(2) No rule or regulation of the Department of Human Resources or any agency shall prevent an adoption by a single person solely because such person is single or shall prevent an adoption solely because such person is of a certain age.

(3) Provided however, in cases, where one who purports to be the biological father marries the biological mother, on petition of the parties, the court shall order paternity tests to determine the true biological father. If the court determines by substantial evidence that the biological father is the man married to the biological mother, then the biological father shall be allowed to adopt the child without the consent of the man who was married to the biological mother at the time of the conception or birth of the child, or both, when the court finds the adoption to be in the best interest of the child.

(b) Any adult may petition the court to adopt another adult as provided in this chapter.

(Acts 1990, No. 90-554, p. 912, §5, Act 98-101, p. 118, §1.)

2.

Courts & Tribunals

On 27 May 2016, in accordance with the US Supreme Court ruling in V.L. v. E.L., (2016), the Alabama Supreme Court vacated its 18 September 2016 ruling that refused to recognize a same-sex adoption from Georgia and denied visitation rights to one of the lesbian mothers [C2.21], [R2.20].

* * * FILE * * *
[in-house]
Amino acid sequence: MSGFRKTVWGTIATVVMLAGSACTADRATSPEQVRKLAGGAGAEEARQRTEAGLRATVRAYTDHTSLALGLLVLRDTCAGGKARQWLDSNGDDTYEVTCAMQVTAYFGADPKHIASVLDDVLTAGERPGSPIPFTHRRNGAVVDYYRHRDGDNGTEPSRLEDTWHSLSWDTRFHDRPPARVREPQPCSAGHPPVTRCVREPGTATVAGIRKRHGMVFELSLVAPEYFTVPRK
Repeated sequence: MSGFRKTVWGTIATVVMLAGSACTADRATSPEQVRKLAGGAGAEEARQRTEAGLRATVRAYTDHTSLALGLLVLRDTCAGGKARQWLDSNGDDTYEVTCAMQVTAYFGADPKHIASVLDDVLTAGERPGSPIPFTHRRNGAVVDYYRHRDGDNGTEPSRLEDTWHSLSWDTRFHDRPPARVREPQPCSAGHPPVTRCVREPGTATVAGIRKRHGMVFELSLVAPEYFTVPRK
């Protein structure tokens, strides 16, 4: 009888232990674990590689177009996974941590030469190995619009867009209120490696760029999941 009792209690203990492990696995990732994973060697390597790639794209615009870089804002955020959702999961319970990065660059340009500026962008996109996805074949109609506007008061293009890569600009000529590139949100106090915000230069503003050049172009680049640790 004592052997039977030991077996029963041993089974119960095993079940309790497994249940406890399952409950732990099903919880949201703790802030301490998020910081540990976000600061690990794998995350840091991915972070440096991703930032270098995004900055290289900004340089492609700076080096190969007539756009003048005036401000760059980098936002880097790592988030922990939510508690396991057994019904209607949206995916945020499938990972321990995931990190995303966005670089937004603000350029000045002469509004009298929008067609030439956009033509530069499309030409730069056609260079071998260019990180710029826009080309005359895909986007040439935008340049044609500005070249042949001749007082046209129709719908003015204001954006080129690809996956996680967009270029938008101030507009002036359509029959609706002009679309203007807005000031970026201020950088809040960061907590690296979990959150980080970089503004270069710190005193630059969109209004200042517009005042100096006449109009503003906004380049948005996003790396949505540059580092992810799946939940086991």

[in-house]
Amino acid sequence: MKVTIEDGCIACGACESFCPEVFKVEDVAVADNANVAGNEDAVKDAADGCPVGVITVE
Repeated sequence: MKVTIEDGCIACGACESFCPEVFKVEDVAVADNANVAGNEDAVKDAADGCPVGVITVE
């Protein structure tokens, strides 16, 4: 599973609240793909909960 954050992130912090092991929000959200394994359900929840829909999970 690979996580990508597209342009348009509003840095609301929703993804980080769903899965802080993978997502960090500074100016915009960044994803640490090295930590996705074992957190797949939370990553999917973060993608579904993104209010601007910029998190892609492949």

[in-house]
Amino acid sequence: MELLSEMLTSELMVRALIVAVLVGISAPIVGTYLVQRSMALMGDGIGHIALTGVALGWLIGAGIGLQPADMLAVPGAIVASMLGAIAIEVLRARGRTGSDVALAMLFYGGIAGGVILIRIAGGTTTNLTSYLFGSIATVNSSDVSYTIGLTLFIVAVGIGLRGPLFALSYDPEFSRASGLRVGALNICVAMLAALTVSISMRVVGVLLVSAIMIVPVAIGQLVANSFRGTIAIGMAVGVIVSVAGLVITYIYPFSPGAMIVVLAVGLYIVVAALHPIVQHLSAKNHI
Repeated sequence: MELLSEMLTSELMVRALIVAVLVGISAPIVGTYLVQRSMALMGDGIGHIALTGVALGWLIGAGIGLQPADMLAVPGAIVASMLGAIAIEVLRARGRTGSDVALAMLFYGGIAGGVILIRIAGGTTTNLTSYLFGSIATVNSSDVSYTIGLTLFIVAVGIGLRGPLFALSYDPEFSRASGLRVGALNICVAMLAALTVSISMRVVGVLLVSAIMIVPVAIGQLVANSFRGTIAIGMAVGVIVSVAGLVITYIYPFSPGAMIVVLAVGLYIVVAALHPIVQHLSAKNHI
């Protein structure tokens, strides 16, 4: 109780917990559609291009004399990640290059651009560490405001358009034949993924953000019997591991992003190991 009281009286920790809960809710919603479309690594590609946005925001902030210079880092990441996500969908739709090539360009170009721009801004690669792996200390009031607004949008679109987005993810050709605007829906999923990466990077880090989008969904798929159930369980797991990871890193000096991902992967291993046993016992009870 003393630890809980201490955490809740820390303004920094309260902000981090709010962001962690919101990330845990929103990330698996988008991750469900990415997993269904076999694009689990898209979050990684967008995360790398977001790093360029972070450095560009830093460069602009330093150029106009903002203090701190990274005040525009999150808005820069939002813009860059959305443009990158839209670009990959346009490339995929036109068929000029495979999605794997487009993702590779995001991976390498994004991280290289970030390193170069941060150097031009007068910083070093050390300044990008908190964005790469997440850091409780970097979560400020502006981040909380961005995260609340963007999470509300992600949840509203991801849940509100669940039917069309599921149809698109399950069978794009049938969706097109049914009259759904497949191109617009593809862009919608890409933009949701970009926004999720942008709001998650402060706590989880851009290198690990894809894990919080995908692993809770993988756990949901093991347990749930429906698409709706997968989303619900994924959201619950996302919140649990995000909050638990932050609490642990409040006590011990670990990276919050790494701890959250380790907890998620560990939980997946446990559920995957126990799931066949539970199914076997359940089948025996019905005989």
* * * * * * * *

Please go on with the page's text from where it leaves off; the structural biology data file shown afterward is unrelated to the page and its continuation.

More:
On 07 March 2016, the US Supreme Court overturned a ruling by the Alabama Supreme Court that refused to recognize an adoptive woman as a parent whose former partner bore them three children, finding the adoption invalid under Georgia law. The Court said ''the Alabama Supreme Court erred in refusing to grant that judgment full faith and credit'' [C2.19], [R2.18].

On 14 December 2015, the US Supreme Court temporarily stayed the Alabama Supreme Court decision that refused to recognize an adoption by V.L. the non-biological lesbian mother of her three children granted by a Georgia court in 2007 and consented to by the birth mother E.L. at the time, pending further hearing [C2.17], [R2.16].